I am in the Blue Zone this morning. Chilly, rainy weather has an impact on how I feel and my ability to get things done. Understanding what triggers my feelings and behaviors helps me choose the right strategies to get back to the Green Zone of regulation and ready to work on household chores and, ugh!, paperwork.
Our students who struggle with social thinking and self-regulation are getting some extra coaching with visuals, stories, music, and peer mentoring. Last week the kindergarten class learned about “Whole Body Listening”. Susanne Poulette Trusdale created the concept in 1990. Find her article “Whole Body Listening: Developing Active Auditory Skills” (Language, Speech, and Hearing in Schools, Volume 21, 180–184, July 1990). Inspired by Trusdale, Kristen Wilson (SLP) created Whole Body Listening Larry.
He is so helpful to children who are learning the concept. The kindergarten class read/ learned about using Whole Body Listening at School and at Home. They love him!
The concept of Whole Body Listening is a strategy to add to a Toolbox of self-regulation strategies that Mrs. Rairdan is helping us develop.
Figure 8 breathing was added this week.
I got this free poster created by http://speech2teach.com, to use as a visual reminder in the classroom. Go to http://teacherspayteachers.com to find the poster.
Here comes the sun!
Being flexible means trying new things! One of our favorite games to play in Lunch Buddies is UNO! When I brought in UNO Dare! there was a great deal of excitement and some LB’s slammed on the brakes. Why? Playing UNO! in a new and different way caused some discomfort just because it was new and different. I explained that the new version of the game is played exactly the same as all of the others except that in UNO Dare! there are choices. A player can either take a +2 or take a Dare! Some of the Dares are very funny, like “Make up a cheer about the player on your left” or “Dance like a robot until your next turn”. I was very pleased when the boys made choices to take the Dare!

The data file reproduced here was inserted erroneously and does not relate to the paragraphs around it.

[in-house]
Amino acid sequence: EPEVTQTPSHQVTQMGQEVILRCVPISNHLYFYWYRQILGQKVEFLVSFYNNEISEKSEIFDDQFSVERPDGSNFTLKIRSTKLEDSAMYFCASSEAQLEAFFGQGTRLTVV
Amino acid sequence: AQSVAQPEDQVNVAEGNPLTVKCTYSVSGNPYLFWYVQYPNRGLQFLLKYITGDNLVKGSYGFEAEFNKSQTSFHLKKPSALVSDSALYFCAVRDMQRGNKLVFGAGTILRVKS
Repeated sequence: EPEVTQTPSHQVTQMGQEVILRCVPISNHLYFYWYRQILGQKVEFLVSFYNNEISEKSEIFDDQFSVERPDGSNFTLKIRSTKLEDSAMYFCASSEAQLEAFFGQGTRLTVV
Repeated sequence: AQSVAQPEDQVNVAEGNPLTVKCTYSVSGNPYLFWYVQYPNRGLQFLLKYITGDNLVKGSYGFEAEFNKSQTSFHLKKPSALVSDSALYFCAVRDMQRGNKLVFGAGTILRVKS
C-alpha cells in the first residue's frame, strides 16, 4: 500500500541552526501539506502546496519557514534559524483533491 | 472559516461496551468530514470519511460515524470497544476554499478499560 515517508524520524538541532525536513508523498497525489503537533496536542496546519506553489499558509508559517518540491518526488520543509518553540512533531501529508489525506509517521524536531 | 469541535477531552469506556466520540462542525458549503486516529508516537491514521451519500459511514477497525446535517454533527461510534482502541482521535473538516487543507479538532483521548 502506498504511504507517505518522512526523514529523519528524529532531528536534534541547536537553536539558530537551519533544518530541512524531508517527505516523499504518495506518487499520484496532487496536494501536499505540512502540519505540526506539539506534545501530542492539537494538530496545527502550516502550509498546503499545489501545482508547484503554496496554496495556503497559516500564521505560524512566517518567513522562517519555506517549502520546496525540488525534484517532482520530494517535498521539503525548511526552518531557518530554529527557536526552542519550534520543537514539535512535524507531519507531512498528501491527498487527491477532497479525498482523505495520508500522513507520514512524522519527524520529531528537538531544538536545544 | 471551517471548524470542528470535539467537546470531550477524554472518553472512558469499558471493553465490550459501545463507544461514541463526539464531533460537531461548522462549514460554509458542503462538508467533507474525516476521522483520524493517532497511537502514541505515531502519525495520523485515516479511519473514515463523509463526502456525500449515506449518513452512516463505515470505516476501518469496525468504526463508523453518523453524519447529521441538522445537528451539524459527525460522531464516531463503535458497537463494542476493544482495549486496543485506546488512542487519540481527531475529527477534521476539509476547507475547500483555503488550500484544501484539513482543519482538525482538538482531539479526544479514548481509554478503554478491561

5 more Mondays to go!
Read my “What was your flexible thinking moment today?” blog post at http://autasticavenues.com/blog
During Spring Break there will be many opportunities to practice social thinking skills. So, if your break involves traveling near or far, smart planning can make a big difference. Even if your break is a “stay-cation” chock full of activities around town, the proper strategies will help kiddos to regulate emotions and enjoy their experiences out of school. Remember, we use social skills even when we are not talking.
Here are some helpful ideas:
- Visual supports can reduce anxiety about what to expect. A social script about what to expect when you visit new and different places is so helpful. Take that visual along just in case. A visual reminder often works when verbal reminders do not.
- There are hidden social rules for any setting. Many people “know” instinctively what those hidden rules are and the expected behavior that goes with them. Practicing expected behaviors in advance can go a long way to relieve frustration for everyone.
- Choose to have fun. Be flexible. Be smart and pack a bag of favorite items to take along for your child to use during down time.